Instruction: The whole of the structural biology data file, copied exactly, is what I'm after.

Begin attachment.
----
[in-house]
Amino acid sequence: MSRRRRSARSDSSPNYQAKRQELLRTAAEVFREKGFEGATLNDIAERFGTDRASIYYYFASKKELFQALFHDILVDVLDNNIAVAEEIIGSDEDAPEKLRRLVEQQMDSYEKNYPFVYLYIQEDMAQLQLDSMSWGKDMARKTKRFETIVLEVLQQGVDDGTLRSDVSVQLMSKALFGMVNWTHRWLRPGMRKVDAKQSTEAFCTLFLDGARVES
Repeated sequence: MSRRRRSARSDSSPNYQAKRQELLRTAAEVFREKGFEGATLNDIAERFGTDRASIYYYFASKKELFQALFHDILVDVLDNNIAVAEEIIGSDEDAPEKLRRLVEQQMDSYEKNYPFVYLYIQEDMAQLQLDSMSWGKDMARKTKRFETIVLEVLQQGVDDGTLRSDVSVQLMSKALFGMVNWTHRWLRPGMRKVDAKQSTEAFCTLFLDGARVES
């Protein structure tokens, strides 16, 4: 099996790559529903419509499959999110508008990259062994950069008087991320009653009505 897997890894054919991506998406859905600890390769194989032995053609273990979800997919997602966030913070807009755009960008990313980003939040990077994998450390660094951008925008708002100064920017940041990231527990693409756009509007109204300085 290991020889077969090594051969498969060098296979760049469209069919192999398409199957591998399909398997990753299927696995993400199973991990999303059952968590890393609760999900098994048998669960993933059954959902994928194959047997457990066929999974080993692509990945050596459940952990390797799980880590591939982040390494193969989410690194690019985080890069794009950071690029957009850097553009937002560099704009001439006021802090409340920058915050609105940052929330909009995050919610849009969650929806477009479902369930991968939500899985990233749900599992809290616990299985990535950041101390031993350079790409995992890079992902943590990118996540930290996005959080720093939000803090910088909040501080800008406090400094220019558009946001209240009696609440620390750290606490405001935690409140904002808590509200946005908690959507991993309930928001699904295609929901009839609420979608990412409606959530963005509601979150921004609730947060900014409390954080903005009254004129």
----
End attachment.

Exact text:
[in-house]
Amino acid sequence: MSRRRRSARSDSSPNYQAKRQELLRTAAEVFREKGFEGATLNDIAERFGTDRASIYYYFASKKELFQALFHDILVDVLDNNIAVAEEIIGSDEDAPEKLRRLVEQQMDSYEKNYPFVYLYIQEDMAQLQLDSMSWGKDMARKTKRFETIVLEVLQQGVDDGTLRSDVSVQLMSKALFGMVNWTHRWLRPGMRKVDAKQSTEAFCTLFLDGARVES
Repeated sequence: MSRRRRSARSDSSPNYQAKRQELLRTAAEVFREKGFEGATLNDIAERFGTDRASIYYYFASKKELFQALFHDILVDVLDNNIAVAEEIIGSDEDAPEKLRRLVEQQMDSYEKNYPFVYLYIQEDMAQLQLDSMSWGKDMARKTKRFETIVLEVLQQGVDDGTLRSDVSVQLMSKALFGMVNWTHRWLRPGMRKVDAKQSTEAFCTLFLDGARVES
């Protein structure tokens, strides 16, 4: 099996790559529903419509499959999110508008990259062994950069008087991320009653009505 897997890894054919991506998406859905600890390769194989032995053609273990979800997919997602966030913070807009755009960008990313980003939040990077994998450390660094951008925008708002100064920017940041990231527990693409756009509007109204300085 290991020889077969090594051969498969060098296979760049469209069919192999398409199957591998399909398997990753299927696995993400199973991990999303059952968590890393609760999900098994048998669960993933059954959902994928194959047997457990066929999974080993692509990945050596459940952990390797799980880590591939982040390494193969989410690194690019985080890069794009950071690029957009850097553009937002560099704009001439006021802090409340920058915050609105940052929330909009995050919610849009969650929806477009479902369930991968939500899985990233749900599992809290616990299985990535950041101390031993350079790409995992890079992902943590990118996540930290996005959080720093939000803090910088909040501080800008406090400094220019558009946001209240009696609440620390750290606490405001935690409140904002808590509200946005908690959507991993309930928001699904295609929901009839609420979608990412409606959530963005509601979150921004609730947060900014409390954080903005009254004129």